New Books from Connecticut Authors

 

We’re well into the holiday season, when book publishers release a sleighful of fresh reads to be consumed alongside that chestnut-roasting open fire. Here’s a choice handful of new picks by Connecticut authors.

Schuyler J. Ebersol—The Hidden World (The Age of Tolerance)
(Koehler Books, $17.95)
Found wandering in the woods at age 6, Nate Williams is raised by a wealthy, loving family until he has a heart attack at age 17, which triggers his internal “superpowers”—among them, a newfound ability to transform himself into a wolf. Then (Holy Harry Potter, Batman!) he’s sent to Noble College, where his fellow classmates are also all therianthropes, or shapeshifters, taught to perform extraordinary feats like altering the weather and changing wood into diamonds. When a series of murders around the country threatens the secrecy and safety of the college, Nate and his friends take it upon themselves to bring the murderers to justice. Ebersol’s Young Adult novel is the first volume in a projected five-part series, which he started writing three years ago at age 16 after being stricken by an illness that left him so debilitated he suffered regular fainting spells and spent time in a wheelchair, unable to attend school. He’s now fully recovered and matriculating at the University of Virginia.

Jeff Greenfield—If Kennedy Lived: The First and Second Terms of President John F. Kennedy
(Putnam Adult; $26.95)
Veteran, Emmy-winning TV journalist and political commentator Greenfield follows up his well-received 2011 release Then Everything Changed with another alternate history, in which he speculates about JFK’s 1964 presidential campaign, his approaches to the Cold War, Vietnam and the civil-rights movement, and how his indiscreet private life and chronic health problems crippled his administration. Are the scenarios he develops realistic and believable? You be the judge.

Richard J. King—The Devil’s Cormorant: A Natural History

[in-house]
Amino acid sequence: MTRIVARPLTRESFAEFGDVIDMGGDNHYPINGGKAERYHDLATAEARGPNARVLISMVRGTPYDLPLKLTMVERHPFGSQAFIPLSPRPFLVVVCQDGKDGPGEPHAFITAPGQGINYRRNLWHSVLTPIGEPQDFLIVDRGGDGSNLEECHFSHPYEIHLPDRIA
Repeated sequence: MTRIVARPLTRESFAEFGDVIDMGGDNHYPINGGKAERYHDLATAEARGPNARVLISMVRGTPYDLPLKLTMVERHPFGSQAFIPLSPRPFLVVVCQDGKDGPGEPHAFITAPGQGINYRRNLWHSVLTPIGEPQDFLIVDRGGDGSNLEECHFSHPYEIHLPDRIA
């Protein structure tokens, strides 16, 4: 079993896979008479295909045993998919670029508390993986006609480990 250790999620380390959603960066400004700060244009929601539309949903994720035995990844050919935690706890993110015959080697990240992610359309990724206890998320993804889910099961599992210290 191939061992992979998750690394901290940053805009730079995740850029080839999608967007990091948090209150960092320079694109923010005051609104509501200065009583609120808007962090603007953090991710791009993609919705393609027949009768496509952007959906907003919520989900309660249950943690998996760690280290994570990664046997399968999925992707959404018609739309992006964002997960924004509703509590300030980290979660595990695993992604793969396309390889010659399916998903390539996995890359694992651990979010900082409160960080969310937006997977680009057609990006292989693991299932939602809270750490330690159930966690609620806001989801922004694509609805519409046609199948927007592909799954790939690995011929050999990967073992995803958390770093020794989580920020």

(University of New Hampshire Press; $24.99)
Mankind’s literary, historical, cultural, ecological and absurdly comical relationship with the ultimate “love ’em or hate ’em” bird—the only earthly creature that can migrate the length of a continent and climb up cliff faces—is examined by King, a lecturer on the literature of the sea at Williams College and Mystic Seaport. The book travels from Antarctica, Bering Island and Japan to the Mystic River in Connecticut to present the range of attitudes towards cormorants, including a couple who serve as guardians of a cormorant island and a recreational fisherman who’s slaughtered them by the thousands.

Wally Lamb—We Are Water: A Novel 
(Harper; $29.99)
Lamb’s latest family saga, like his previous novels (She’s Come Undone, The Hour I First Believed) is titled after a song he loves (this time by Patty Griffin) and revolves around a key contemporary issue (gay marriage). Set in the Connecticut of President Obama’s first administration, it concerns outsider artist Anna who, after 27 years of marriage to a man and three kids, falls for her wealthy Manhattan art dealer Viveca. When the two women wed in Anna’s hometown, the ceremony provokes mixed reactions and opens a Pandora’s box of ugly secrets regarding her family. Lamb uses this scenario to explore class, social mores and racial violence in contemporary America.

Eric D. Lehman—Becoming Tom Thumb: Charles Stratton, P.T. Barnum, and the Dawn of American Celebrity
(Wesleyan University Press; $28.95)
One of the most important relationships in entertainment history was born, claims Lehman, a literature and creative writing professor at the University of Bridgeport, when ultimate showman P.T. Barnum met 25-inch-tall Charles Stratton at a Bridgeport hotel in 1843. Stratton, later known as General Tom Thumb, became arguably the most popular performer of the 19th century. Over the following four decades he gave 20,000 shows in front of more than 50 million people, toured two dozen countries and visited with both President Abraham Lincoln and Queen Victoria, while building more acceptance of and respect for little people. Lehman’s biography draws on newly available primary sources and interviews to tell his story.

 

New Books from Connecticut Authors

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